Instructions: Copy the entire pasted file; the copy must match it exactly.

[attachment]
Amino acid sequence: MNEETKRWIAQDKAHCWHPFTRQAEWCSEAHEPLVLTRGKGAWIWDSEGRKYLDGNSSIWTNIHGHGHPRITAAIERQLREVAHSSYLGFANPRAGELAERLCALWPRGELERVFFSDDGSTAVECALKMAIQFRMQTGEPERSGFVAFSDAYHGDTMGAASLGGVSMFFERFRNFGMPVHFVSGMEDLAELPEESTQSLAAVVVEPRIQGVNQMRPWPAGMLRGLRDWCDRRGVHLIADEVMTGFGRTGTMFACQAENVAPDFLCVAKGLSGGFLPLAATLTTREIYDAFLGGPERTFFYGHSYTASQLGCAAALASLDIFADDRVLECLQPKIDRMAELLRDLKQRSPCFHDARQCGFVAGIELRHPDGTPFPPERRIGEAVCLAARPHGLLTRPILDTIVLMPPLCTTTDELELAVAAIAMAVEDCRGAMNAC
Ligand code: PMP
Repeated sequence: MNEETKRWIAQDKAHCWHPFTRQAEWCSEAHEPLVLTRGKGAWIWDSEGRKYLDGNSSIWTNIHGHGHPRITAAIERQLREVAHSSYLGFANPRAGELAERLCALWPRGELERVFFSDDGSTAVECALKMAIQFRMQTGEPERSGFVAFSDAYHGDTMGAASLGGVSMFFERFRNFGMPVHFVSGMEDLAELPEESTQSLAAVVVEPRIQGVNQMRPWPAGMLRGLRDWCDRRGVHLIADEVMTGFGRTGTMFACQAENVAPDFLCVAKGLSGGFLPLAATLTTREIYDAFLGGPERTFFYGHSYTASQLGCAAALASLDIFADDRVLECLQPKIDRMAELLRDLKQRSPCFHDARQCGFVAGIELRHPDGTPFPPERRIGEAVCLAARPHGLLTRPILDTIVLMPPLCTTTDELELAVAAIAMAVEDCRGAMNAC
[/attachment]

Amino acid sequence: MNEETKRWIAQDKAHCWHPFTRQAEWCSEAHEPLVLTRGKGAWIWDSEGRKYLDGNSSIWTNIHGHGHPRITAAIERQLREVAHSSYLGFANPRAGELAERLCALWPRGELERVFFSDDGSTAVECALKMAIQFRMQTGEPERSGFVAFSDAYHGDTMGAASLGGVSMFFERFRNFGMPVHFVSGMEDLAELPEESTQSLAAVVVEPRIQGVNQMRPWPAGMLRGLRDWCDRRGVHLIADEVMTGFGRTGTMFACQAENVAPDFLCVAKGLSGGFLPLAATLTTREIYDAFLGGPERTFFYGHSYTASQLGCAAALASLDIFADDRVLECLQPKIDRMAELLRDLKQRSPCFHDARQCGFVAGIELRHPDGTPFPPERRIGEAVCLAARPHGLLTRPILDTIVLMPPLCTTTDELELAVAAIAMAVEDCRGAMNAC
Ligand code: PMP
Repeated sequence: MNEETKRWIAQDKAHCWHPFTRQAEWCSEAHEPLVLTRGKGAWIWDSEGRKYLDGNSSIWTNIHGHGHPRITAAIERQLREVAHSSYLGFANPRAGELAERLCALWPRGELERVFFSDDGSTAVECALKMAIQFRMQTGEPERSGFVAFSDAYHGDTMGAASLGGVSMFFERFRNFGMPVHFVSGMEDLAELPEESTQSLAAVVVEPRIQGVNQMRPWPAGMLRGLRDWCDRRGVHLIADEVMTGFGRTGTMFACQAENVAPDFLCVAKGLSGGFLPLAATLTTREIYDAFLGGPERTFFYGHSYTASQLGCAAALASLDIFADDRVLECLQPKIDRMAELLRDLKQRSPCFHDARQCGFVAGIELRHPDGTPFPPERRIGEAVCLAARPHGLLTRPILDTIVLMPPLCTTTDELELAVAAIAMAVEDCRGAMNAC